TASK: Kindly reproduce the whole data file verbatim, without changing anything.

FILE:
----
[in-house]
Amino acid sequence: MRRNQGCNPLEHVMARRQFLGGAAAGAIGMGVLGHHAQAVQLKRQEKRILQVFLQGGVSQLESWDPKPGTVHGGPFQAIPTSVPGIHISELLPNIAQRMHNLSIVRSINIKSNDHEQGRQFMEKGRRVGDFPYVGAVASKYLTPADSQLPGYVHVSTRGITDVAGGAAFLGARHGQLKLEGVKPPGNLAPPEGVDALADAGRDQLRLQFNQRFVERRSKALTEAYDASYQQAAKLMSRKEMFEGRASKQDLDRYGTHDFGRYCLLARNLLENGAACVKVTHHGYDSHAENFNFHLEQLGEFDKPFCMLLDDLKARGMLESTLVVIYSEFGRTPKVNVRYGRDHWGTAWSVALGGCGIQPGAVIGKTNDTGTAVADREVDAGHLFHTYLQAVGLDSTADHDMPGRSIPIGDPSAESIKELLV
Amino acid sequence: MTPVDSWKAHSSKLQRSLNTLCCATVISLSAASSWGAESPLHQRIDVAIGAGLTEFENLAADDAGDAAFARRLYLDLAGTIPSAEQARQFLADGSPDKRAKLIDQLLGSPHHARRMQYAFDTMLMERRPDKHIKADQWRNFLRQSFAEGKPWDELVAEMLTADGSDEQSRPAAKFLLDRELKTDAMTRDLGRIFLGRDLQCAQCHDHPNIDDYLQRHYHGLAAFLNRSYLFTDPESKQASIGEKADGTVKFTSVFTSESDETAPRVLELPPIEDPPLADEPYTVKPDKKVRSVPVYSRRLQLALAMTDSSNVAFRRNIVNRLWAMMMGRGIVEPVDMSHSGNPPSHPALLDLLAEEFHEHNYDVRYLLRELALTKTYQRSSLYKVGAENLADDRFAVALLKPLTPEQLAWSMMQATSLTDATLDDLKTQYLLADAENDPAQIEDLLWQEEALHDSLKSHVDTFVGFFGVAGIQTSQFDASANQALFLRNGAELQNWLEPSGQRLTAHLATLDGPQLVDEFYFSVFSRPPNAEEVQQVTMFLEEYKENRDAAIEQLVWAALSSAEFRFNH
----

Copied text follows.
[in-house]
Amino acid sequence: MRRNQGCNPLEHVMARRQFLGGAAAGAIGMGVLGHHAQAVQLKRQEKRILQVFLQGGVSQLESWDPKPGTVHGGPFQAIPTSVPGIHISELLPNIAQRMHNLSIVRSINIKSNDHEQGRQFMEKGRRVGDFPYVGAVASKYLTPADSQLPGYVHVSTRGITDVAGGAAFLGARHGQLKLEGVKPPGNLAPPEGVDALADAGRDQLRLQFNQRFVERRSKALTEAYDASYQQAAKLMSRKEMFEGRASKQDLDRYGTHDFGRYCLLARNLLENGAACVKVTHHGYDSHAENFNFHLEQLGEFDKPFCMLLDDLKARGMLESTLVVIYSEFGRTPKVNVRYGRDHWGTAWSVALGGCGIQPGAVIGKTNDTGTAVADREVDAGHLFHTYLQAVGLDSTADHDMPGRSIPIGDPSAESIKELLV
Amino acid sequence: MTPVDSWKAHSSKLQRSLNTLCCATVISLSAASSWGAESPLHQRIDVAIGAGLTEFENLAADDAGDAAFARRLYLDLAGTIPSAEQARQFLADGSPDKRAKLIDQLLGSPHHARRMQYAFDTMLMERRPDKHIKADQWRNFLRQSFAEGKPWDELVAEMLTADGSDEQSRPAAKFLLDRELKTDAMTRDLGRIFLGRDLQCAQCHDHPNIDDYLQRHYHGLAAFLNRSYLFTDPESKQASIGEKADGTVKFTSVFTSESDETAPRVLELPPIEDPPLADEPYTVKPDKKVRSVPVYSRRLQLALAMTDSSNVAFRRNIVNRLWAMMMGRGIVEPVDMSHSGNPPSHPALLDLLAEEFHEHNYDVRYLLRELALTKTYQRSSLYKVGAENLADDRFAVALLKPLTPEQLAWSMMQATSLTDATLDDLKTQYLLADAENDPAQIEDLLWQEEALHDSLKSHVDTFVGFFGVAGIQTSQFDASANQALFLRNGAELQNWLEPSGQRLTAHLATLDGPQLVDEFYFSVFSRPPNAEEVQQVTMFLEEYKENRDAAIEQLVWAALSSAEFRFNH